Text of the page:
Saturday, September 08, 2007

Alternative thoughts

While we were at Dragon*Con (wow - it's a whole week ago, now!) there was a talk show on the local public television channel with some representatives from KIPP schools about how wonderful the whole Knowledge Is Power Program (I had to look that up) is. Over at, it says that such schools are "free, open-enrollment, college-preparatory public schools."

First: the "free." KIPP schools have a longer school day, longer school week (four hours on Saturdays) AND a longer school year. That means a higher per-student cost. The website has a "Support KIPP" page that gives a list of donors. So apparently they've got some talented grantwriters; this is something that typical public schools could emulate. Interestingly, they say both that: "KIPP students are in school learning 60 percent more than average public school students, typically from 7:30 a.m. until 5:00 p.m. on weekdays, every other Saturday, and for three weeks during the summer" and that "KIPP teachers typically earn 15 to 20 percent more in salary than traditional public school teachers for this extra time."

On the "bring KIPP to your area" page, the site mentions looking for communities who "have demonstrated the commitment and resources to support a number of KIPP schools within that community over time." This does not sound, to me, like "high quality public education for ALL children" (which is the caption below three little pictures at the top of each page).

Second: open enrollment. Anyone can apply; however, the schools have a limited number of spaces. Whether this applies to general enrollment or only to out-of-district applicants is not clear. Additionally, the fact that there is an application means that only students or families who CHOOSE to go to that school will possibly be enrolled there. KIPP administrators do not have to attempt to educate every student who lives in a particular area. Finally, while there is no information about disenrollment on the site (at least not that I could find), I have heard that KIPP will expel students who act out or do not maintain a strong work ethic. Thus, KIPP's failures are punted back to the district's other public schools, while the district does not have the option of puntint its failures over to KIPP.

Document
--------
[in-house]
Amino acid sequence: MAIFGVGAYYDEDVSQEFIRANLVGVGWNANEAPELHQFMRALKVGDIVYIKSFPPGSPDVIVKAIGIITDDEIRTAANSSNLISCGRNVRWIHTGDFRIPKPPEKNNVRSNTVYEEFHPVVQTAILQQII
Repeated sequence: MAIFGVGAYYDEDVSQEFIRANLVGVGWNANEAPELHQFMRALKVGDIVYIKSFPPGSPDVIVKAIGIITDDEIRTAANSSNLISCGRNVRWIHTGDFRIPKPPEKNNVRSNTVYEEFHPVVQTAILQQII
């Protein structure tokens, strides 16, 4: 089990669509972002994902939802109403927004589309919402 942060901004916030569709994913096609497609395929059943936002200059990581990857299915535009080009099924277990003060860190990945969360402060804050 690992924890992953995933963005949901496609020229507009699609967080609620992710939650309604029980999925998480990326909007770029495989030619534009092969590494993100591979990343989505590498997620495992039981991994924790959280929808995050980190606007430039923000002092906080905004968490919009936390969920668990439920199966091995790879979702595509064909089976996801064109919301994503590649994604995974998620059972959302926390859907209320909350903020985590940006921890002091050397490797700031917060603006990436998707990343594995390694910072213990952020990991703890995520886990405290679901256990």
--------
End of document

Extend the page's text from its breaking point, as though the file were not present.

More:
Third: college preparatory. Most of the KIPP schools are middle schools; I really like their alumni program, which gives additional support to KIPP students in high school (if they do not continue in a KIPP high school).

Conclusion: KIPP schools do not serve all students. They accept students who have a high work ethic and strong family and community support. As a result, even though their students may not be currently successful, they have a fairly high potential for success. KIPP is able to serve these students very well. This shows the effectiveness of education that focuses on students who WANT to be educated.

I'd like to look at KIPP's teacher retention rates; it may actually confirm my thought that positive results are more likely to keep excellent teachers in the profession than anything else, since in looking at pay-for-time, KIPP teachers are LESS well-paid than teachers in regular public schools. The job's attraction is clearly billed as a greater possibility to make a difference.

Questions that remain: Is it wasteful to spend money on educating young people if they do not want to be educated? What should be done about them? What alternatives to traditional programs might be more effective?


Mrs. Chili said...

"Is it wasteful to spend money on educating young people if they do not want to be educated?"

This is a question that I struggle with ALL THE TIME. Working, as I do, in an open-enrollment community college, I'm astounded by the number of kids who, in one way or another, are paying for educations they don't seem to want. Apathy is in abundant supply in the halls and classrooms of TCC, and I often wonder what, exactly, motivates the obviously unmotivated to even show up. Example? I've got a student with a 21.3 average (yes, I typed that right - he's got a 21.3). Mathematically, I think it's impossible for him, with only two weeks left in the semester, to earn a passing grade, yet the boy still shows up to class.

I just don't get it.

(oh, and just as a coincidence, my word verification is "loesra" which, to my mind, sounds an awful lot like LOSER (or, as we say in New England, Loo-sah!). How appropriate.

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